Expo Emphasizes Environmental Stewardship in Mount Vernon

Expo Emphasizes Environmental Stewardship in Mount Vernon

Supervisor’s annual event at Fort Hunt Park grows every year.

Sophie Larson holding a rubber snake in the herpetology tent.

Sophie Larson holding a rubber snake in the herpetology tent.

The sun was out and the rain held off long enough for residents and environmental groups to share ideas on environmental stewardship at Supervisor Dan Storck’s (D-Mount Vernon) 5th Annual Environment Expo last weekend in Fort Hunt Park. There were over 45 vendors, a robot, firetrucks and enthusiasm at this annual gathering.
Mount Vernon School Board Member Karen Corbett Sanders, Student School Board Member and South County HS Senior Michelle Togbe, Supervisor Dan Storck and GW Memorial Parkway Superintendent Charles Cuvelier.


One thing Supervisor Storck has emphasized during his tenure is bicycling as an environmental and recreation element, and the Mount Vernon Bike Trail stretches through his district and sees thousands of riders every year. Coming next month, the new bicycle bridge over Dogue Creek is opening, and this is a much-needed amenity on the stretch of trail from Richmond Highway to the Mount Vernon Trail. Hopefully the bridge will be open for Bike to Work Day on May 19. Staffers in the district tent guaranteed that Storck will be biking to work that day.

In the Mount Vernon District, it’s hard to highlight environment and wildlife without talking about Huntley Meadows Park and one event highlighted was Wetlands Awareness Day, which is May 7 this year. There will be birds, reptiles, amphibians and interactive displays. “We emphasize meaningful encounters with wildlife,” said Mikala Day, volunteer in the Huntley Meadows tent.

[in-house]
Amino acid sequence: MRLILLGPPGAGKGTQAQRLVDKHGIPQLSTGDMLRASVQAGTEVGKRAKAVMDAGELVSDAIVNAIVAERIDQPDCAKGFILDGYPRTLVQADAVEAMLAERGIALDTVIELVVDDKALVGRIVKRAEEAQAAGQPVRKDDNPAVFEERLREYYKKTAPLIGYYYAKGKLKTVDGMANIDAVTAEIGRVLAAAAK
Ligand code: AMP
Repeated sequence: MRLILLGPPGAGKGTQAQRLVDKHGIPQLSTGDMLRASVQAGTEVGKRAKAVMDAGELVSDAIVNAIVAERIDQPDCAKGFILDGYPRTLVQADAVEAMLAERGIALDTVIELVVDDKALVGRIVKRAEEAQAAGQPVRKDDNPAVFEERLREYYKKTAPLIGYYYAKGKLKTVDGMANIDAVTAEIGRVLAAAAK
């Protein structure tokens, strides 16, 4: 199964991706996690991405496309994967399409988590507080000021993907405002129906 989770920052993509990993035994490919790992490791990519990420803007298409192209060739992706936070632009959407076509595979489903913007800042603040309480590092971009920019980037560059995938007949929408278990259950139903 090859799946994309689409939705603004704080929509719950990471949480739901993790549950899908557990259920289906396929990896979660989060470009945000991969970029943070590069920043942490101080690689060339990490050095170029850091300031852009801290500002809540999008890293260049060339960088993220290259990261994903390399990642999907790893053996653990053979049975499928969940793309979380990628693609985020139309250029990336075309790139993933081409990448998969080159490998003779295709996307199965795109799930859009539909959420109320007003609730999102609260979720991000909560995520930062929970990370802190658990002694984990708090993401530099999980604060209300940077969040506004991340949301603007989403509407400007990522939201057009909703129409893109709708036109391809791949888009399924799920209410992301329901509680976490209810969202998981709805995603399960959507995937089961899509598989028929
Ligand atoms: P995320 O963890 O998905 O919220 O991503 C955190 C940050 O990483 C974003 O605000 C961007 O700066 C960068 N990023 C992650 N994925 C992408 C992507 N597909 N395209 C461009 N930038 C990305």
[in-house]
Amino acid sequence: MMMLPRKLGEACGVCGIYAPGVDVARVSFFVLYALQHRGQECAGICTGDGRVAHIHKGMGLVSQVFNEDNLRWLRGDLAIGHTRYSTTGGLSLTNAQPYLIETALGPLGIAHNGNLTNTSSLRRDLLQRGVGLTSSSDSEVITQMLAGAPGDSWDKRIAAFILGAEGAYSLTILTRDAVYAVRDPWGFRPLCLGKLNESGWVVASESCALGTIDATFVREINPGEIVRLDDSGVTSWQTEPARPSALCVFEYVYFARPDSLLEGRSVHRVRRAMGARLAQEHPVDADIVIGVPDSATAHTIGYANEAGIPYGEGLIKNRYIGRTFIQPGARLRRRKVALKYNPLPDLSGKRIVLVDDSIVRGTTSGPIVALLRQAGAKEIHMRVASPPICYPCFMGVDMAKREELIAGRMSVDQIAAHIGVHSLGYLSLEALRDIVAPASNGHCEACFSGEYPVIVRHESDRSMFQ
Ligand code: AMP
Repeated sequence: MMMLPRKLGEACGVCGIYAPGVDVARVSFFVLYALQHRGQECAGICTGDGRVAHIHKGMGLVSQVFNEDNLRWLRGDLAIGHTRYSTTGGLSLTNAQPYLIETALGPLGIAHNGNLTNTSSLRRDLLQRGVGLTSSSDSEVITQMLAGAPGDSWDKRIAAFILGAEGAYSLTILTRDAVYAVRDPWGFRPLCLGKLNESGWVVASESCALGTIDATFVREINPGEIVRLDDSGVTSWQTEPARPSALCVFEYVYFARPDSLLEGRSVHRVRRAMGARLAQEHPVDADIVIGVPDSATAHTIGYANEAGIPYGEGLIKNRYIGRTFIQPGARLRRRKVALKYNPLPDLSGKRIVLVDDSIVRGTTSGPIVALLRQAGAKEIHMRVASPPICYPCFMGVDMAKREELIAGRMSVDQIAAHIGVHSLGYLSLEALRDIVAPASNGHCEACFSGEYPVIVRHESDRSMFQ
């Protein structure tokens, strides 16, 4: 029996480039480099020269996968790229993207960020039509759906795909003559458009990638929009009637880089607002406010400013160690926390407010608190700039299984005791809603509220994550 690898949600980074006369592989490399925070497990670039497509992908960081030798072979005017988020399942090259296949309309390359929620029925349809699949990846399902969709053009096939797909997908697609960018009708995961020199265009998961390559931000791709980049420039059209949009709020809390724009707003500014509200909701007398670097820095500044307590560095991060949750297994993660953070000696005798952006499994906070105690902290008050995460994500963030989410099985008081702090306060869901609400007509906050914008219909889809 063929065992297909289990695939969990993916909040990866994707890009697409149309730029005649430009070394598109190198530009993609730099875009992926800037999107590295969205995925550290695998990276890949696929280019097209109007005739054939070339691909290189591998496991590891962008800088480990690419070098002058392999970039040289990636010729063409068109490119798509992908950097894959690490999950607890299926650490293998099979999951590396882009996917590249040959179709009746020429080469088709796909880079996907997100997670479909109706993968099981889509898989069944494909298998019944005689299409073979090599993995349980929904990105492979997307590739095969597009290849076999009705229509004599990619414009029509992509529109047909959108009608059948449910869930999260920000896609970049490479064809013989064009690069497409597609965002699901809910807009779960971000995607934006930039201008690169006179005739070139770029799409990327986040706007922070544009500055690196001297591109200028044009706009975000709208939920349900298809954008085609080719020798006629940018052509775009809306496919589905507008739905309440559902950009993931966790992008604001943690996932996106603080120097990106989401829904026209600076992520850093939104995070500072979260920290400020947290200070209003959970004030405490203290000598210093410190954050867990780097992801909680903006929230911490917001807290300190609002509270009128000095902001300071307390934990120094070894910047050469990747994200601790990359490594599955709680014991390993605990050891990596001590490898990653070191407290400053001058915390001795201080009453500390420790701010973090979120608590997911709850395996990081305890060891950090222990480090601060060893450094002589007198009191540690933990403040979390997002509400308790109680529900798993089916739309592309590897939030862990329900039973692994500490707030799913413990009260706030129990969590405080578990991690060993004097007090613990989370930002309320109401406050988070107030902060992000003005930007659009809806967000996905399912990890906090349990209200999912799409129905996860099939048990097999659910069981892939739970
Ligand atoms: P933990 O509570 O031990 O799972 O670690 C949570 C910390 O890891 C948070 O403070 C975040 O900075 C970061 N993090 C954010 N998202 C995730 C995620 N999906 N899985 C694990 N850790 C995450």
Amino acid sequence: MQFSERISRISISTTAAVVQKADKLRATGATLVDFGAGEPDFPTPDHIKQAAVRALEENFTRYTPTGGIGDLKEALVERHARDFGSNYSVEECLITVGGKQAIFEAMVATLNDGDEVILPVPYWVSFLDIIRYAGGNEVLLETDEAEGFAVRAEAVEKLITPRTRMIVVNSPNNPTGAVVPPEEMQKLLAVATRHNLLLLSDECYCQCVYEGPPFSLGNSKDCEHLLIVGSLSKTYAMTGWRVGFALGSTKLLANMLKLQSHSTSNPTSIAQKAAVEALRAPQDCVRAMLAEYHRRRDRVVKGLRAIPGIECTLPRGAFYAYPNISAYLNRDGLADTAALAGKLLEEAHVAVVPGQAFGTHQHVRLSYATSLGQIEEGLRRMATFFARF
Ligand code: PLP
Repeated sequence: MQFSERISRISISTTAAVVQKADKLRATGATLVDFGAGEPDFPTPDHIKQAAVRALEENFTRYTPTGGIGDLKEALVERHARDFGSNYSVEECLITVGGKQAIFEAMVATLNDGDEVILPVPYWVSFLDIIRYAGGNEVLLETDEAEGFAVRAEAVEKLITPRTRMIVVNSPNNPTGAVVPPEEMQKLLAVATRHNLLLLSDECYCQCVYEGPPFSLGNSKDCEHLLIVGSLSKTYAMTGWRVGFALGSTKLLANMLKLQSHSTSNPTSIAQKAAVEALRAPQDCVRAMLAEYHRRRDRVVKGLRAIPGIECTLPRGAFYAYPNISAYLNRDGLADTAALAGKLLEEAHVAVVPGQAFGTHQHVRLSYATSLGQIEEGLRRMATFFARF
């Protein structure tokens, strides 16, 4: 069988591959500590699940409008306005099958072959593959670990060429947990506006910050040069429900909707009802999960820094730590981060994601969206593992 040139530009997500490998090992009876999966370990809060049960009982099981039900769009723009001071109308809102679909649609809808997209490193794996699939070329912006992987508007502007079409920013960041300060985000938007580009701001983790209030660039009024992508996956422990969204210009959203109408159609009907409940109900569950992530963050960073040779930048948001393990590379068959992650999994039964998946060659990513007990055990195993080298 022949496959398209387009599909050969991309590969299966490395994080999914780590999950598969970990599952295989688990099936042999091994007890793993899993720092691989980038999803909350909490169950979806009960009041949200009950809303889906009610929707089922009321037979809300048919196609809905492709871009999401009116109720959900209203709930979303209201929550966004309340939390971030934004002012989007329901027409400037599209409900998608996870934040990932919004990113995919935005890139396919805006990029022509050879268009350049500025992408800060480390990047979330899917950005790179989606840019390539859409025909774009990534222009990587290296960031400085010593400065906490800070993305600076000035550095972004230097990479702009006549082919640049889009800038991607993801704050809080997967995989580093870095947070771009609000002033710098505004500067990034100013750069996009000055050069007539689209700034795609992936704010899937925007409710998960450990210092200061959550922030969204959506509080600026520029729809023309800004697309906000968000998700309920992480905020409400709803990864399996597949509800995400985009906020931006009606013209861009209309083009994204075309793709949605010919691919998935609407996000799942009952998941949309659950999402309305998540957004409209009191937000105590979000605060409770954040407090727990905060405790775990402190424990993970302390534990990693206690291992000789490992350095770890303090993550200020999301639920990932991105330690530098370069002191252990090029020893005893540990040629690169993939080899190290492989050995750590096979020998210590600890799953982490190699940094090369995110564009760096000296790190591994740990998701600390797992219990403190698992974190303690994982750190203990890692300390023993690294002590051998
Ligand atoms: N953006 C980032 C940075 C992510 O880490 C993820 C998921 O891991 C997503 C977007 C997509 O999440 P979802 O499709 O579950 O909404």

Huntley Meadows is home to many snakes as part of the ecosystem, and there was a tent for “Herpetology,” the study of snakes. The garter snake may seem like the most common in this area but according to Sophie Larson, a herpetologist, the Eastern Worm Snake is more common, if less visible, around here. “They spend the time underground,” she said, eating worms and slugs.

The Fort Hunt History tent was away from the others, but closer to the “Eight Inch Battery,” ruins. At one time, Fort Hunt was a fort and there were cannons that could shoot to the Potomac River. It was never used in an actual battle, but in around 1900, they regularly fired practice rounds towards the river, said Owen Hammett, a volunteer with the park service for the past 18 years.

Other stations included the Department of Public Works and Environmental services where “every day is earth day for stormwater management,” said Catie Tortersen. The Friends of Accotink Creek are looking into urbanization, stormwater and invasive plants. The Friends has an upcoming project called the “Accotink Gorge Project,” to remove Wisteria sinensis (Chinese wisteria) vines, an invasive species.